US and Iran trade accusations over Tehran’s alleged support of Taliban in Afghanistan

KABUL (TCA) — The US Secretary of State Mike Pompeo on May 21 said that Iran’s support to the Taliban in Afghanistan in the form of weapons and funding is leading to further violence and hinders peace and stability of the Afghan people, Afghan broadcaster TOLOnews reported.

“Iran, too, must end support for the Taliban and other terrorists in Afghanistan and the region, and cease harboring senior al-Qaeda leaders,” Pompeo said at the Heritage Foundation, a Washington, think tank.

He also demanded Iran make sweeping changes from dropping its nuclear program to pulling out of the Syrian civil war or face severe economic sanctions as President Donald Trump’s administration hardened its approach to Tehran.

He vowed “unprecedented financial pressure in the form of the strongest sanctions in history” unless Iran renounced all its nuclear activities, its ballistic-missile program, and its support of regional proxies.

Afghanistan’s ministry of defense has said that there is no evidence so far to prove that Iran was supporting the Taliban.

“Until now we have not had any solid evidence regarding the issue, but investigations are ongoing in this respect,” said MoD spokesman Mohammad Radmanish.

Tehran has dismissed accusations that it has been helping a Taliban push in an Afghan province bordering Iran, saying the claim is instigated by US commanders who try to divert public opinion from the real cause of the flare-up in violence, Iran’s PressTV news agency reported.

“The Taliban’s attack on Afghan cities and their recapture by government forces is not a new thing and is not related to good relations between the two neighboring countries,” Iran’s Foreign Ministry spokesman Bahram Qassemi said in Tehran on Monday.

Qassemi said, “US commanders who have been unable to establish security in Afghanistan after years of massive military presence and shedding the blood of thousands of innocent people are trying to deflect the public opinion of Afghanistan from the real reasons behind the perpetuation of the war by accusing the Islamic Republic of supporting the Taliban.”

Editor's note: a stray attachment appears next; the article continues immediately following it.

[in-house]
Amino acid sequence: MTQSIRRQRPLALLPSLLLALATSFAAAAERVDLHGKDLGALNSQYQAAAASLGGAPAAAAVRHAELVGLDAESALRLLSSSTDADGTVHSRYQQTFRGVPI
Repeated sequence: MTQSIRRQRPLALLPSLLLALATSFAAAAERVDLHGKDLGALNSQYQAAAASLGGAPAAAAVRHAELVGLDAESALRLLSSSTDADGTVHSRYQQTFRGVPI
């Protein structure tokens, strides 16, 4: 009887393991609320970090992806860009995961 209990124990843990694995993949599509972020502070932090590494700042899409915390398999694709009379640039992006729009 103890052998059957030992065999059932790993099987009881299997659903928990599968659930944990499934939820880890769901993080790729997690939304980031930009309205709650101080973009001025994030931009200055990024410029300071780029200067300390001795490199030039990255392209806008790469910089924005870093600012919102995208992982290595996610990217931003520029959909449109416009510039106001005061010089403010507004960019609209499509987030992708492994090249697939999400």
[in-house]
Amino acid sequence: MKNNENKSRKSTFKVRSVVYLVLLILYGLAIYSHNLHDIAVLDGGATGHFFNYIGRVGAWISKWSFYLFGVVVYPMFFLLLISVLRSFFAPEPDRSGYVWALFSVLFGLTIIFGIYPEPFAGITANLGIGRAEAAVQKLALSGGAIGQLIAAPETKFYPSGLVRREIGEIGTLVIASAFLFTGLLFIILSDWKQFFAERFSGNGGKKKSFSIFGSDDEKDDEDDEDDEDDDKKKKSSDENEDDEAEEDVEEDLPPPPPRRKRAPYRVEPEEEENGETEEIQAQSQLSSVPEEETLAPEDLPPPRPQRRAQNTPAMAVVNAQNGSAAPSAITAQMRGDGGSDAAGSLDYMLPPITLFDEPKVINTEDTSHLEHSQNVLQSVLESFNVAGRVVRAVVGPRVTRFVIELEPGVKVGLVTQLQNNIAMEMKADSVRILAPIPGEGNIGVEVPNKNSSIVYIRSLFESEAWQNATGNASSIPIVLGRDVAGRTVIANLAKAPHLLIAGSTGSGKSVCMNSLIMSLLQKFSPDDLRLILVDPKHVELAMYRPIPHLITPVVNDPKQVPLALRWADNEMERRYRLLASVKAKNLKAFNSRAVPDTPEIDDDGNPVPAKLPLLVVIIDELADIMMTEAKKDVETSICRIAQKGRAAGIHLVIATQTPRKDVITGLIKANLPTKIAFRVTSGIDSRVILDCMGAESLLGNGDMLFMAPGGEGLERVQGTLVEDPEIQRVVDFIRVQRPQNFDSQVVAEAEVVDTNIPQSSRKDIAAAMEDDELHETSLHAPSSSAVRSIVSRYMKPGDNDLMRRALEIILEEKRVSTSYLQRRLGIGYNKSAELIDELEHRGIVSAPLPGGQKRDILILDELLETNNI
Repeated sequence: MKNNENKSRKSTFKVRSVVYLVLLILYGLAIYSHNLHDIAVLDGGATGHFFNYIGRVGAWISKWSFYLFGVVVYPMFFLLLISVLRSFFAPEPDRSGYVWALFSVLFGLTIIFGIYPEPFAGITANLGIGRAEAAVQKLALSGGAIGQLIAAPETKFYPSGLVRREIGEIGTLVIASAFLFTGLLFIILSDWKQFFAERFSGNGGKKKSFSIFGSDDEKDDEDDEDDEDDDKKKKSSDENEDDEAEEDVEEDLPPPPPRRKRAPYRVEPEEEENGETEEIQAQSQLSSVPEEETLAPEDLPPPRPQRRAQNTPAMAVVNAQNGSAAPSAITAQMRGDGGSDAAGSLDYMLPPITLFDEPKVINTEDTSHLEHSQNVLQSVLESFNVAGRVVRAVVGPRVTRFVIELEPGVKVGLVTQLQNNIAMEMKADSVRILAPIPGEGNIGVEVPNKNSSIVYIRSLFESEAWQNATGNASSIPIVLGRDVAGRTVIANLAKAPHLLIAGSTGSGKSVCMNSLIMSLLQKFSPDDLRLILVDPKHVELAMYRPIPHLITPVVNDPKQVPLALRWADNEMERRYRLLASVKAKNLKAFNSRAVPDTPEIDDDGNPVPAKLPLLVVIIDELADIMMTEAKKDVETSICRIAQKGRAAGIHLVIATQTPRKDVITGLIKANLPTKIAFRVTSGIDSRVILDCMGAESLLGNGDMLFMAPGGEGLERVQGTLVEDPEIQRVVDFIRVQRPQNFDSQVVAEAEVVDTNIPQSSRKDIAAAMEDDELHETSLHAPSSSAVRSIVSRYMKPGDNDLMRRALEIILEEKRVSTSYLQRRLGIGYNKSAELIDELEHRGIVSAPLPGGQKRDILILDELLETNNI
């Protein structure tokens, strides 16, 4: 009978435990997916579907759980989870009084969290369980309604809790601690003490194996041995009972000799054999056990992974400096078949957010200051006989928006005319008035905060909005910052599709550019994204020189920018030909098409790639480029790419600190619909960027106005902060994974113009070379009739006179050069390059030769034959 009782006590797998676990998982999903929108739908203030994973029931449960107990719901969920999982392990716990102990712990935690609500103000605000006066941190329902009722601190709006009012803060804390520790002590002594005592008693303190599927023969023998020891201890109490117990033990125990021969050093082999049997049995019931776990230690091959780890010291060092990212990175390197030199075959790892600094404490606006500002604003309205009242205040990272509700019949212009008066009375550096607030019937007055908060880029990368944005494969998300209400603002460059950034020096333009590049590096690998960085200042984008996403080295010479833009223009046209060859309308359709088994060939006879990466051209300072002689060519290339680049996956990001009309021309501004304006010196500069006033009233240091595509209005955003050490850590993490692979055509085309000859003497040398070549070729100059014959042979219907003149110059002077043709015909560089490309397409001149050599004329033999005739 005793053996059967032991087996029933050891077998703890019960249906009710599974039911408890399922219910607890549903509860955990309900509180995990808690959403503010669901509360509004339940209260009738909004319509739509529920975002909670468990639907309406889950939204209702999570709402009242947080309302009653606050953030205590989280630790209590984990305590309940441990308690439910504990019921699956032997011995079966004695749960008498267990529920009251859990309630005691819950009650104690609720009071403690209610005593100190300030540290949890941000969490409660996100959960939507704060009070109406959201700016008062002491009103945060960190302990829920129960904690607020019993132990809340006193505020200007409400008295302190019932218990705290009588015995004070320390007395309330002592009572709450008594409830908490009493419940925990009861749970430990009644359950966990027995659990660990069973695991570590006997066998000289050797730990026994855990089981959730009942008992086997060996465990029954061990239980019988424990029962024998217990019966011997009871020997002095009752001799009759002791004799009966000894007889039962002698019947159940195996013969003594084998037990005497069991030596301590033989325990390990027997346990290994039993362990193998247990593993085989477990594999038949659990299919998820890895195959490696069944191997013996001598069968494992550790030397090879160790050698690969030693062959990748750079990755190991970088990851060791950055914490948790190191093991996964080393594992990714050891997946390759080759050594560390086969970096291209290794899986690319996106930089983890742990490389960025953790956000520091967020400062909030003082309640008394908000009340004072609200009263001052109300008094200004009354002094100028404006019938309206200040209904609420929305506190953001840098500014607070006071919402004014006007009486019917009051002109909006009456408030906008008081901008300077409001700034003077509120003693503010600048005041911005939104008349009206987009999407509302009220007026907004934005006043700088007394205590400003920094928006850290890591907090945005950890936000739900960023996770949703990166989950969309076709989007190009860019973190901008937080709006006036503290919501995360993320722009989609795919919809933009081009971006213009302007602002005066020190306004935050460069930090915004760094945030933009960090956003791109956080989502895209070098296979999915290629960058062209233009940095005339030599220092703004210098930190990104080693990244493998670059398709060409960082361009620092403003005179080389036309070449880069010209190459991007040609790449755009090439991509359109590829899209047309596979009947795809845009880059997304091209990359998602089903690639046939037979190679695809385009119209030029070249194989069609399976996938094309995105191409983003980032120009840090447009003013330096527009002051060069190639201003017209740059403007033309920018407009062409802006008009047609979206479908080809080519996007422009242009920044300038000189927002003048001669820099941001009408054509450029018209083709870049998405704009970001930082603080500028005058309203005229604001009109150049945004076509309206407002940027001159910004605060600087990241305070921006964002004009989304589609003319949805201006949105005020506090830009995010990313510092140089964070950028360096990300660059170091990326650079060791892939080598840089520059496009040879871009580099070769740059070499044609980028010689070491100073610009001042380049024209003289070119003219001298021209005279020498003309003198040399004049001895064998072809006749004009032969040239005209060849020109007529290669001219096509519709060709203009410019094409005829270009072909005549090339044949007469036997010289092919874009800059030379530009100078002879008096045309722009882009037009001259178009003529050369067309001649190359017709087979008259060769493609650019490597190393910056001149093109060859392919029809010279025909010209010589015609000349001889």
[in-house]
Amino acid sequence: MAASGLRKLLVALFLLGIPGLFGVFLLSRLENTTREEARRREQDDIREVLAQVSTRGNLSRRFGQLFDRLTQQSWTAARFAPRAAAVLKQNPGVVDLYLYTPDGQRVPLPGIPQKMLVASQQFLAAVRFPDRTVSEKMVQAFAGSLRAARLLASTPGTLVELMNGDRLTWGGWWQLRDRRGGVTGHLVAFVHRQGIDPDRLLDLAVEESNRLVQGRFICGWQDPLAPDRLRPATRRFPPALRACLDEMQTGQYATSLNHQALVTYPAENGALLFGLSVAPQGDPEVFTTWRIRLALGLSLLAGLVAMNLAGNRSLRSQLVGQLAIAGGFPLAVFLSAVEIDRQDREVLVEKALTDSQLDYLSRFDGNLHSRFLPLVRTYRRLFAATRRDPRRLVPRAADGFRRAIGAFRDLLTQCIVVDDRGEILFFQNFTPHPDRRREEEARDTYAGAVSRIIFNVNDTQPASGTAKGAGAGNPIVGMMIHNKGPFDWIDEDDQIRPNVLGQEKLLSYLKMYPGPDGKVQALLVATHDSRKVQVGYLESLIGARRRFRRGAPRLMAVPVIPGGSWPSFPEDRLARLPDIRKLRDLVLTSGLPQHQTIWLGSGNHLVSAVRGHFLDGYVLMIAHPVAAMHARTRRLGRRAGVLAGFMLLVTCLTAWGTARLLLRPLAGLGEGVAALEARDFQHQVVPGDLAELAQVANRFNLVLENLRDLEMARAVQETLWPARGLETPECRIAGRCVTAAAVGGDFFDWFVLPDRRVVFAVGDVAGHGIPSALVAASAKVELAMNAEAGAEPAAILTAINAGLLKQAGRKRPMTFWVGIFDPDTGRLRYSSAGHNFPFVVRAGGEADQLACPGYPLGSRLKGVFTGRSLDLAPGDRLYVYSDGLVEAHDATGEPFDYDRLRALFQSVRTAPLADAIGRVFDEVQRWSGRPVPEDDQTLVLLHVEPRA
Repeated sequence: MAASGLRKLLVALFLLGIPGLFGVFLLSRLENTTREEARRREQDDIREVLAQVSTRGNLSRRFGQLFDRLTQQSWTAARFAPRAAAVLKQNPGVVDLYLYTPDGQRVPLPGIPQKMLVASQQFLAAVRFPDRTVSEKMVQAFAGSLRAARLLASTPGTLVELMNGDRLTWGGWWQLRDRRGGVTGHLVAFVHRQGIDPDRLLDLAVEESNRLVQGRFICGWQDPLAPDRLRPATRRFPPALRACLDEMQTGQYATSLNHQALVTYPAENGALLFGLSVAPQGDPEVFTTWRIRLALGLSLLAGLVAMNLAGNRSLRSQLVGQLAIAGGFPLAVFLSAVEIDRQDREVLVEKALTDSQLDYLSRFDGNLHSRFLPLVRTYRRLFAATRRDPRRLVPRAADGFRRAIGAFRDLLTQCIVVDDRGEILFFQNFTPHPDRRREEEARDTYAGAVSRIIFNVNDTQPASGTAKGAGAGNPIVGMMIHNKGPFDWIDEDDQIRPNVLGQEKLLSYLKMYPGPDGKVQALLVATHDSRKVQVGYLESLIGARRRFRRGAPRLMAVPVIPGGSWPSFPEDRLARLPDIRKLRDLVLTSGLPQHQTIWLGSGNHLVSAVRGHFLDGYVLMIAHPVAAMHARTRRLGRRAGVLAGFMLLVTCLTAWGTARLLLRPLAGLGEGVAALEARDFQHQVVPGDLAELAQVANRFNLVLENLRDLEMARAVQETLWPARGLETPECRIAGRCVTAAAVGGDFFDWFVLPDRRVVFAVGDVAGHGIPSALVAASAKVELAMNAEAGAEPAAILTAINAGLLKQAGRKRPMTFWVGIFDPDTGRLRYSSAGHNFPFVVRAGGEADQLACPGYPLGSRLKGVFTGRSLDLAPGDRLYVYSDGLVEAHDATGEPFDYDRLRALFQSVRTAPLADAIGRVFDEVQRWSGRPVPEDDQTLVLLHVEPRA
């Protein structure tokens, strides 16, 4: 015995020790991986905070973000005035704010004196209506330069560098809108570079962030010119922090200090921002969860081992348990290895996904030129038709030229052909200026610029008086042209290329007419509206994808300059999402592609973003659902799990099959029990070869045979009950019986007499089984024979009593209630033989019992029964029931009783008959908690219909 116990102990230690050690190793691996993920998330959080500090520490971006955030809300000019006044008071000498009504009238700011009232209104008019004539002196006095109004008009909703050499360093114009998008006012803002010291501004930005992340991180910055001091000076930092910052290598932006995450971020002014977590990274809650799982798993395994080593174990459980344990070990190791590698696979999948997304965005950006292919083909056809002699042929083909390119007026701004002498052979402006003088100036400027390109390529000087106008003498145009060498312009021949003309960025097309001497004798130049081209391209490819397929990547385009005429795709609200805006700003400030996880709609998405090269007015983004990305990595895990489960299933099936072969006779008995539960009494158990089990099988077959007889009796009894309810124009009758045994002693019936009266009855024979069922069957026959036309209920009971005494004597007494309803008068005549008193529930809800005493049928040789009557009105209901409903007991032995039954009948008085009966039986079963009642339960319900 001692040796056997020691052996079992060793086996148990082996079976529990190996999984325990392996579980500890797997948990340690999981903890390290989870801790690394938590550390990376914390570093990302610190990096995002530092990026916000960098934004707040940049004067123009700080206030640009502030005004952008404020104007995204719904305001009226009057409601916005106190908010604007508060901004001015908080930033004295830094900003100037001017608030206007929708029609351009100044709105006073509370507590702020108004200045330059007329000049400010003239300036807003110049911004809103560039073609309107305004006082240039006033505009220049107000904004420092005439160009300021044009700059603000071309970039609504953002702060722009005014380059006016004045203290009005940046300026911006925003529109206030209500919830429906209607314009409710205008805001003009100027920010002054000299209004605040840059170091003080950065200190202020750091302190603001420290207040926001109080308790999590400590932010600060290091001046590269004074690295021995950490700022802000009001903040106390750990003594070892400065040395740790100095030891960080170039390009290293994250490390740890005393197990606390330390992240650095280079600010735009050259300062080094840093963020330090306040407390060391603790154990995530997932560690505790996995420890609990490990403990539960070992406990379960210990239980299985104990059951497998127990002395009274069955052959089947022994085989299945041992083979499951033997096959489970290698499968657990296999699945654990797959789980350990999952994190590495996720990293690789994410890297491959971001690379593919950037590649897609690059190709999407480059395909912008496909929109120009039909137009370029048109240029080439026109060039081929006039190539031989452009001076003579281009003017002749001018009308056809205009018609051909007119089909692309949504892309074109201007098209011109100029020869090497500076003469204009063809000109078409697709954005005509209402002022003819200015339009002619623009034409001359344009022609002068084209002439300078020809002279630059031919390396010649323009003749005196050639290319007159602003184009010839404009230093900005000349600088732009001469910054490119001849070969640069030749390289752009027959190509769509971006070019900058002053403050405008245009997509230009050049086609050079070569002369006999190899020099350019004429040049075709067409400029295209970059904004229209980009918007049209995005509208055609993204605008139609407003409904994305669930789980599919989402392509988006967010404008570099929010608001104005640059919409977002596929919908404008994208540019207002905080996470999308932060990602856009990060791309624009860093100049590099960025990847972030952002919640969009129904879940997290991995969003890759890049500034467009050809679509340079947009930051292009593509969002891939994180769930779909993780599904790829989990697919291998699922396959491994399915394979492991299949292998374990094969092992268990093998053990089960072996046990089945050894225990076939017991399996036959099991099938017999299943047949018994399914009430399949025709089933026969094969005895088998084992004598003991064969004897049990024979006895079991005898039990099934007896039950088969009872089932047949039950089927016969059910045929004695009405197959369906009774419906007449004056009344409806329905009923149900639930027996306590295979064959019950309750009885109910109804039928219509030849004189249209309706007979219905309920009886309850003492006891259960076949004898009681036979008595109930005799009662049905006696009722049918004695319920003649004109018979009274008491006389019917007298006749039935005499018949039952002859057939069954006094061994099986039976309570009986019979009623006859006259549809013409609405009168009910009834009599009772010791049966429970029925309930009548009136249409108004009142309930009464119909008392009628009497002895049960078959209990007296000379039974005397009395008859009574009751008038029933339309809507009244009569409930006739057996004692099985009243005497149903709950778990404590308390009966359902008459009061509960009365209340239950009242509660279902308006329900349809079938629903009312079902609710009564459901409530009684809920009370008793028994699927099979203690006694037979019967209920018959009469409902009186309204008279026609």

Some Afghan officials have charged that Iran was ratcheting up its support for the Taliban to disrupt development projects in Afghanistan, including dams which could reduce water flow to Iran.

Afghanistan has unveiled plans to construct 20 new dams, with Herat, Farah and Helmand being the three provinces where a significant number of rivers that flow toward Pakistan and Iran are sourced.

Iran and Afghanistan have been embroiled in water disputes for years, but Qassemi stressed that both countries continue to use “diplomatic channels” to resolve them.

“Linking this issue with Afghanistan’s internal affairs does not have any rational, correct and reasonable basis,” he said.

In an interview with TOLOnews, Iran’s ambassador to Afghanistan Mohammad Reza Bahrami said, “If we (Iran) were really against the establishment of Salma Dam [in western Afghanistan], then we would not allow Iranian cement to be exported to Afghanistan and would never allow Iranian companies to work here.”

Sergey Kwan


Sergey Kwan has worked for The Times of Central Asia as a journalist, translator and editor since its foundation in March 1999. Prior to this, from 1996-1997, he worked as a translator at The Kyrgyzstan Chronicle, and from 1997-1999, as a translator at The Central Asian Post.
Kwan studied at the Bishkek Polytechnic Institute from 1990-1994, before completing his training in print journalism in Denmark.

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